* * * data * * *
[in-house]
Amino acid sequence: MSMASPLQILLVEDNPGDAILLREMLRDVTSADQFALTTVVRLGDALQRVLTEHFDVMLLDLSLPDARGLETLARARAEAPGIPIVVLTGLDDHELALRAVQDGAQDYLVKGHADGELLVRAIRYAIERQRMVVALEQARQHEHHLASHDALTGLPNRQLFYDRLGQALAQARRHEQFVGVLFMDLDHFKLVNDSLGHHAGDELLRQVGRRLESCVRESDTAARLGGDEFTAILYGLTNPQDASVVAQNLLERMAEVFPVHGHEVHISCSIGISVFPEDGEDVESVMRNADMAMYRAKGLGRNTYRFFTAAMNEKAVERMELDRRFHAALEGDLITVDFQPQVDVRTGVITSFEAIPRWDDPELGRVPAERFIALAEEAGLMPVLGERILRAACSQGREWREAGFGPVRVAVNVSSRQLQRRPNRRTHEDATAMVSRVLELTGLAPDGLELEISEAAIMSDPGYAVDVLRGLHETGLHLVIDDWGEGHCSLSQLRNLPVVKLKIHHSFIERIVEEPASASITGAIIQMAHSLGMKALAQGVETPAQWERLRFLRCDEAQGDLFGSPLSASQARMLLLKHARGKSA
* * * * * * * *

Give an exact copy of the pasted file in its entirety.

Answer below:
[in-house]
Amino acid sequence: MSMASPLQILLVEDNPGDAILLREMLRDVTSADQFALTTVVRLGDALQRVLTEHFDVMLLDLSLPDARGLETLARARAEAPGIPIVVLTGLDDHELALRAVQDGAQDYLVKGHADGELLVRAIRYAIERQRMVVALEQARQHEHHLASHDALTGLPNRQLFYDRLGQALAQARRHEQFVGVLFMDLDHFKLVNDSLGHHAGDELLRQVGRRLESCVRESDTAARLGGDEFTAILYGLTNPQDASVVAQNLLERMAEVFPVHGHEVHISCSIGISVFPEDGEDVESVMRNADMAMYRAKGLGRNTYRFFTAAMNEKAVERMELDRRFHAALEGDLITVDFQPQVDVRTGVITSFEAIPRWDDPELGRVPAERFIALAEEAGLMPVLGERILRAACSQGREWREAGFGPVRVAVNVSSRQLQRRPNRRTHEDATAMVSRVLELTGLAPDGLELEISEAAIMSDPGYAVDVLRGLHETGLHLVIDDWGEGHCSLSQLRNLPVVKLKIHHSFIERIVEEPASASITGAIIQMAHSLGMKALAQGVETPAQWERLRFLRCDEAQGDLFGSPLSASQARMLLLKHARGKSA